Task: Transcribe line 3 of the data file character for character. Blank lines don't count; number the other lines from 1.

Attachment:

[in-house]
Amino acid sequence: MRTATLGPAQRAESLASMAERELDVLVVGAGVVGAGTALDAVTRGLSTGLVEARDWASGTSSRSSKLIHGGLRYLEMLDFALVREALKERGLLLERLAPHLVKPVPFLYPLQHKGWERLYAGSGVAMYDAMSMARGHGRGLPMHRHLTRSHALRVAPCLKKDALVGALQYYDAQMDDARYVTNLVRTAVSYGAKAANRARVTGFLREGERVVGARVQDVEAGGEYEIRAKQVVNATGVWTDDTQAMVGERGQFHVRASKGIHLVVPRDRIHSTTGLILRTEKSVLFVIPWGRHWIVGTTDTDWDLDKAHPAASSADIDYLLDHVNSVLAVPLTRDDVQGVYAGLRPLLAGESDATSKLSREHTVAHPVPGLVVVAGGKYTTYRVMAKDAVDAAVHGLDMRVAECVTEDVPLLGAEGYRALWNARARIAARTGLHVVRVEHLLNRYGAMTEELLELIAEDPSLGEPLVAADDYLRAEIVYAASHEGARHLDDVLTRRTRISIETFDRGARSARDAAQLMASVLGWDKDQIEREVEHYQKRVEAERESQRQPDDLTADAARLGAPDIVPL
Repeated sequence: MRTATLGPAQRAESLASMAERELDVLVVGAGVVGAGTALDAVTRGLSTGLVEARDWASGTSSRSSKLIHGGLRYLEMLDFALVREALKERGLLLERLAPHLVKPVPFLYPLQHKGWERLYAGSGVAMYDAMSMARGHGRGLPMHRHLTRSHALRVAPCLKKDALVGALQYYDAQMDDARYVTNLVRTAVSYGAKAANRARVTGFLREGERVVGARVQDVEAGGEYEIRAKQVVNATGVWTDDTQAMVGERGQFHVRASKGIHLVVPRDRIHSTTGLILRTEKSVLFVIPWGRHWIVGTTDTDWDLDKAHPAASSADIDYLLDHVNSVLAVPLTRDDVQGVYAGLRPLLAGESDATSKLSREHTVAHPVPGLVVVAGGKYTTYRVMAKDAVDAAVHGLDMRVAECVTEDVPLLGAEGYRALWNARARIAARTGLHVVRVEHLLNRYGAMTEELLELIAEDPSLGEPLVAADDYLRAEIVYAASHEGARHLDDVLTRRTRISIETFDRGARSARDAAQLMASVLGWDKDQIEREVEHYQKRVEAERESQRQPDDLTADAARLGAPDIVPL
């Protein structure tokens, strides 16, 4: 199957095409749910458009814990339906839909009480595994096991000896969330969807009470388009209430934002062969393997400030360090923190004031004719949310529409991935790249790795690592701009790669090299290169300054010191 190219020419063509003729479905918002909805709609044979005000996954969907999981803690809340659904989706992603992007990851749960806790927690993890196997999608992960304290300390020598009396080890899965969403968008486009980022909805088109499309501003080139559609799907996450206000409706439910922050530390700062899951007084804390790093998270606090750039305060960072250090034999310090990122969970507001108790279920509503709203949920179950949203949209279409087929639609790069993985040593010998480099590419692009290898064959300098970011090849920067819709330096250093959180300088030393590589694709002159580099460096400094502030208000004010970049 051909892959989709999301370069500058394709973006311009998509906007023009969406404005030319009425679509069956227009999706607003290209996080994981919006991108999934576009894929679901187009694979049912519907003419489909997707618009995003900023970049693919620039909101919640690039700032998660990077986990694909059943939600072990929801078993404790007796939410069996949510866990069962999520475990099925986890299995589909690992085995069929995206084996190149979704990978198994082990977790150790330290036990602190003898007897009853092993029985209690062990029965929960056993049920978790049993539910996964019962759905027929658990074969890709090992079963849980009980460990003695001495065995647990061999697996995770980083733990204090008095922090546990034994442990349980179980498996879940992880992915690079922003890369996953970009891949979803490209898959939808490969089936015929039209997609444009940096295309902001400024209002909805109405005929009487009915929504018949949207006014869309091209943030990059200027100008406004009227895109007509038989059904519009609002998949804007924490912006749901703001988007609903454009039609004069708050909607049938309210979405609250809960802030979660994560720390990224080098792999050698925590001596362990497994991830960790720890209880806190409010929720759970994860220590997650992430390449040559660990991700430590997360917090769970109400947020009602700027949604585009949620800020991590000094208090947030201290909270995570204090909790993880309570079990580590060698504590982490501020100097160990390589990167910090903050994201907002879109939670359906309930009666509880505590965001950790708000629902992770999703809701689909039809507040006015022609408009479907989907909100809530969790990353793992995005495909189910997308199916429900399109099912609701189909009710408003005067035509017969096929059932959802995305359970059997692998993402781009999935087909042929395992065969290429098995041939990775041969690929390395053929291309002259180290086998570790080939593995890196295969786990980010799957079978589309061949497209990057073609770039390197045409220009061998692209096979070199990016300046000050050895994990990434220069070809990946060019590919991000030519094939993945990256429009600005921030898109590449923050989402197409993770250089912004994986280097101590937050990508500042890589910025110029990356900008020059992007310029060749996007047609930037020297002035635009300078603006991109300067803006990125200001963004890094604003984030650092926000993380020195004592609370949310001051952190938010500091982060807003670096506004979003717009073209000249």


Repeated sequence: MRTATLGPAQRAESLASMAERELDVLVVGAGVVGAGTALDAVTRGLSTGLVEARDWASGTSSRSSKLIHGGLRYLEMLDFALVREALKERGLLLERLAPHLVKPVPFLYPLQHKGWERLYAGSGVAMYDAMSMARGHGRGLPMHRHLTRSHALRVAPCLKKDALVGALQYYDAQMDDARYVTNLVRTAVSYGAKAANRARVTGFLREGERVVGARVQDVEAGGEYEIRAKQVVNATGVWTDDTQAMVGERGQFHVRASKGIHLVVPRDRIHSTTGLILRTEKSVLFVIPWGRHWIVGTTDTDWDLDKAHPAASSADIDYLLDHVNSVLAVPLTRDDVQGVYAGLRPLLAGESDATSKLSREHTVAHPVPGLVVVAGGKYTTYRVMAKDAVDAAVHGLDMRVAECVTEDVPLLGAEGYRALWNARARIAARTGLHVVRVEHLLNRYGAMTEELLELIAEDPSLGEPLVAADDYLRAEIVYAASHEGARHLDDVLTRRTRISIETFDRGARSARDAAQLMASVLGWDKDQIEREVEHYQKRVEAERESQRQPDDLTADAARLGAPDIVPL